The sight of former president Bill Clinton wiping away tears of joy while standing silently behind his wife as she was making her victory speech in the 2000 Senate elections in New York may appear a little melodramatic for some. However, when one considers the sacrifices and extreme loyalty that Hillary Diane Rodham Clinton has shown to her husband over the previous 26 years, that gesture suddenly makes all the sense in world.
Secretary Clinton’s ascension to Senator, and thereafter, Secretary of State, is not something all that surprising for those that knew her, considering what a gifted child, student and political operative Hillary Diane Rodham Clinton was.
Born in Cook County and raised in suburban Park Ridge just outside of Chicago, Secretary Clinton grew up in a loving middle class family. Her early years were shaped by her Goldwater-Republican Navy veteran and business owner father and his tremendous work ethic, balanced against her mother’s Democratic leanings and harsh childhood.
At an age where young girls and boys were still too preoccupied with watching cartoons on TV, young Hillary was already busy demonstrating her leadership abilities and initiative with backyard carnivals and cookie and food drives for charity. When others her age were engrossed with the challenges of school and growing up, young Hillary was busy with the post-election canvassing of Chicago’s south side for the Republican Party. When children tread lightly around their parents and elders, she was engaged in delightfully spirited political debates with her family during dinner.
Her star continues to shine brightly at Wellesley, where her commencement address drew a seven-minute long standing ovation, and at Yale, where she was paid to intern at Washington every summer. She was already an experienced Democratic aide before even graduating from Yale, and was headhunted to be part of the Watergate impeachment inquiry team counseling House Democrats months after finishing college.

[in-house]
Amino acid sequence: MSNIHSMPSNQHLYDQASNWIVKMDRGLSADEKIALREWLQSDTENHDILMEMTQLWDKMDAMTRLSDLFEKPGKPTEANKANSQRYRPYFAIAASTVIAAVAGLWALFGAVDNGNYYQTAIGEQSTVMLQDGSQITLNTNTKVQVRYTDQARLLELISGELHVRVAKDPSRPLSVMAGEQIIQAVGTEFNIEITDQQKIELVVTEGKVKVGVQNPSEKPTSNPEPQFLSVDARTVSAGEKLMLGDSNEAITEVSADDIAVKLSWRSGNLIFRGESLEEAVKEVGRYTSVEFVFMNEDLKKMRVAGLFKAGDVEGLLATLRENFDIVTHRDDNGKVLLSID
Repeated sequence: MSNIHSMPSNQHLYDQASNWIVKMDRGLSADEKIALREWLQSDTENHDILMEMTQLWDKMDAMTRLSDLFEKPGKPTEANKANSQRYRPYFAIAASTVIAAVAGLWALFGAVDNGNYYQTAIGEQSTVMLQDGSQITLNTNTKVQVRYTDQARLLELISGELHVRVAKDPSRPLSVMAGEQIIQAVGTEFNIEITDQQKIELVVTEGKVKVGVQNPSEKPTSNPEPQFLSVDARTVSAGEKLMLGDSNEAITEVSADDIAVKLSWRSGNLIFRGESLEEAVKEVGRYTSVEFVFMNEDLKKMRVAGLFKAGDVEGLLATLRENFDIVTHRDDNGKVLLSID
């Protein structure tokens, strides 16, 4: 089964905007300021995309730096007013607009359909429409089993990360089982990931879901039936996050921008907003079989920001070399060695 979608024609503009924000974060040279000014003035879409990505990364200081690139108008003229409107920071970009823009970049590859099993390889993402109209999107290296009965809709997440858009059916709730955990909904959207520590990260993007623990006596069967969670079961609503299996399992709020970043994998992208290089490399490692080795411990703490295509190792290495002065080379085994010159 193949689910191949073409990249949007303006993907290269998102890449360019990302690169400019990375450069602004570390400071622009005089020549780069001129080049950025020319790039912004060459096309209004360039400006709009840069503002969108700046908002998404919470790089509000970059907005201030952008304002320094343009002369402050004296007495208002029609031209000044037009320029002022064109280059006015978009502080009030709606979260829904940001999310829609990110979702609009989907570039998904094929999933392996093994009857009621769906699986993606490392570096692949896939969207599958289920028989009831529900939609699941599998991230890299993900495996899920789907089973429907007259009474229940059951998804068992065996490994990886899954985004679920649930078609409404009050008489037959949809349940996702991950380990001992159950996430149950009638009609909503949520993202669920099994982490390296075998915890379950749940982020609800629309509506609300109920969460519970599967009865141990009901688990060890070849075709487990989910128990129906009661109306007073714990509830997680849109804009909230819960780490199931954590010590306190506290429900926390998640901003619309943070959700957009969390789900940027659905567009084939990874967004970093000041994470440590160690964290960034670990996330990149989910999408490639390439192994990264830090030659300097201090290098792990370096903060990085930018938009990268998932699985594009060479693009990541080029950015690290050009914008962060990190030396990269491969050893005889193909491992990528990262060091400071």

She was never a radical, beatnik or hippie, but neither was she a middle-of-the-road moderate. She is, above all, an idealist – an intelligent, disciplined, driven and practical idealist. Despite her image of a strong and uncompromising woman, people who she’s worked with reveal her to be a polite, considerate, consultative, and perhaps most surprisingly, religious individual. The latter perhaps is due to the influence of her mother and grandmother, both strong-willed Methodist women. She is also an exceptional public speaker, and can speak for an extended period of time without notes – done without pauses and filler syllables.
Over the years, many negative epithets have been used by the press and political opponents to describe her. As many have learned however, pigeonholing or underestimating Secretary Clinton often comes at a great cost.
The key to defeating Secretary Clinton lies in winning over her core support base - women, baby boomers and minorities. Meanwhile, her weakest demographic is the millennials, and this is clearly reflected in her underwhelming support online. And yet, one gets the impression that her opponents simply do not get this very simple equation. Will this prove costly in the end?